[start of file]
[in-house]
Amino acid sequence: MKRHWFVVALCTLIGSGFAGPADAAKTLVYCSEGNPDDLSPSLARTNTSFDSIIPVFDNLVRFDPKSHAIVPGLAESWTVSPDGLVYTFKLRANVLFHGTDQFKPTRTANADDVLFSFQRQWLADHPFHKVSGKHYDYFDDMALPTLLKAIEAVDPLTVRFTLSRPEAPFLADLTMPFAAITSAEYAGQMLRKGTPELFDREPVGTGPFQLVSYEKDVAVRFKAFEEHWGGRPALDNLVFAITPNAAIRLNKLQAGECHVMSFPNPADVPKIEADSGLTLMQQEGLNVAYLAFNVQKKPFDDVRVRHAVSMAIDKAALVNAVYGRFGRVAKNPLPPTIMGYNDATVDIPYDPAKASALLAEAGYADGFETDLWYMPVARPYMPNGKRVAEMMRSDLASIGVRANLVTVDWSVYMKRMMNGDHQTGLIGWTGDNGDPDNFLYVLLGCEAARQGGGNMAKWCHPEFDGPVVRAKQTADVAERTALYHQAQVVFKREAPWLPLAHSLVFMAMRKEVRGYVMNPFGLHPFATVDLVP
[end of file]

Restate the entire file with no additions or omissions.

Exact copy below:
[in-house]
Amino acid sequence: MKRHWFVVALCTLIGSGFAGPADAAKTLVYCSEGNPDDLSPSLARTNTSFDSIIPVFDNLVRFDPKSHAIVPGLAESWTVSPDGLVYTFKLRANVLFHGTDQFKPTRTANADDVLFSFQRQWLADHPFHKVSGKHYDYFDDMALPTLLKAIEAVDPLTVRFTLSRPEAPFLADLTMPFAAITSAEYAGQMLRKGTPELFDREPVGTGPFQLVSYEKDVAVRFKAFEEHWGGRPALDNLVFAITPNAAIRLNKLQAGECHVMSFPNPADVPKIEADSGLTLMQQEGLNVAYLAFNVQKKPFDDVRVRHAVSMAIDKAALVNAVYGRFGRVAKNPLPPTIMGYNDATVDIPYDPAKASALLAEAGYADGFETDLWYMPVARPYMPNGKRVAEMMRSDLASIGVRANLVTVDWSVYMKRMMNGDHQTGLIGWTGDNGDPDNFLYVLLGCEAARQGGGNMAKWCHPEFDGPVVRAKQTADVAERTALYHQAQVVFKREAPWLPLAHSLVFMAMRKEVRGYVMNPFGLHPFATVDLVP